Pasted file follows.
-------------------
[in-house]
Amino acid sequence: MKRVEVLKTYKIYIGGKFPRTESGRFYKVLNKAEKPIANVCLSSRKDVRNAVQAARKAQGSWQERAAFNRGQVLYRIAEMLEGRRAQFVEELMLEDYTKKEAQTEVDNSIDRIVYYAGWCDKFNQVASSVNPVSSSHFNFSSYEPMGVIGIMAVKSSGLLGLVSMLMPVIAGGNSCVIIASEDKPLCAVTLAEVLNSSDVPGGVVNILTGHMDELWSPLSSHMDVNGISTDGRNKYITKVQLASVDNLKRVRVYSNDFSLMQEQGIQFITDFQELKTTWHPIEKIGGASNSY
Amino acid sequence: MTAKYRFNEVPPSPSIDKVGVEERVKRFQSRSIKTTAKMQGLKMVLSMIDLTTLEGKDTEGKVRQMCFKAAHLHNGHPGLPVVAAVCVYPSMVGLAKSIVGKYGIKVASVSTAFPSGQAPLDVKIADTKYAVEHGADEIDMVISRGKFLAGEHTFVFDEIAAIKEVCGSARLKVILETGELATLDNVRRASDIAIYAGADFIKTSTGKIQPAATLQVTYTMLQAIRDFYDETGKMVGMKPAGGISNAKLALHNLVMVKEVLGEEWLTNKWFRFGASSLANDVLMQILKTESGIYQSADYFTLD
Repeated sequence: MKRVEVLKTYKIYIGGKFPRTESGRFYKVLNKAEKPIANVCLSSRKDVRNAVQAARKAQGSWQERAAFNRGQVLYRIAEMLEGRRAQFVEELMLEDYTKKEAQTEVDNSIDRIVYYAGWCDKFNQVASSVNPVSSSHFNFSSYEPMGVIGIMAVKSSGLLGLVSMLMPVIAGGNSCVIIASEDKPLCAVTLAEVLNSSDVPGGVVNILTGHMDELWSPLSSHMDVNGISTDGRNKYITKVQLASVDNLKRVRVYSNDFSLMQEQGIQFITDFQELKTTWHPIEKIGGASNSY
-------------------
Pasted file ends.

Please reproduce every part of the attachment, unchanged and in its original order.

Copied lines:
[in-house]
Amino acid sequence: MKRVEVLKTYKIYIGGKFPRTESGRFYKVLNKAEKPIANVCLSSRKDVRNAVQAARKAQGSWQERAAFNRGQVLYRIAEMLEGRRAQFVEELMLEDYTKKEAQTEVDNSIDRIVYYAGWCDKFNQVASSVNPVSSSHFNFSSYEPMGVIGIMAVKSSGLLGLVSMLMPVIAGGNSCVIIASEDKPLCAVTLAEVLNSSDVPGGVVNILTGHMDELWSPLSSHMDVNGISTDGRNKYITKVQLASVDNLKRVRVYSNDFSLMQEQGIQFITDFQELKTTWHPIEKIGGASNSY
Amino acid sequence: MTAKYRFNEVPPSPSIDKVGVEERVKRFQSRSIKTTAKMQGLKMVLSMIDLTTLEGKDTEGKVRQMCFKAAHLHNGHPGLPVVAAVCVYPSMVGLAKSIVGKYGIKVASVSTAFPSGQAPLDVKIADTKYAVEHGADEIDMVISRGKFLAGEHTFVFDEIAAIKEVCGSARLKVILETGELATLDNVRRASDIAIYAGADFIKTSTGKIQPAATLQVTYTMLQAIRDFYDETGKMVGMKPAGGISNAKLALHNLVMVKEVLGEEWLTNKWFRFGASSLANDVLMQILKTESGIYQSADYFTLD
Repeated sequence: MKRVEVLKTYKIYIGGKFPRTESGRFYKVLNKAEKPIANVCLSSRKDVRNAVQAARKAQGSWQERAAFNRGQVLYRIAEMLEGRRAQFVEELMLEDYTKKEAQTEVDNSIDRIVYYAGWCDKFNQVASSVNPVSSSHFNFSSYEPMGVIGIMAVKSSGLLGLVSMLMPVIAGGNSCVIIASEDKPLCAVTLAEVLNSSDVPGGVVNILTGHMDELWSPLSSHMDVNGISTDGRNKYITKVQLASVDNLKRVRVYSNDFSLMQEQGIQFITDFQELKTTWHPIEKIGGASNSY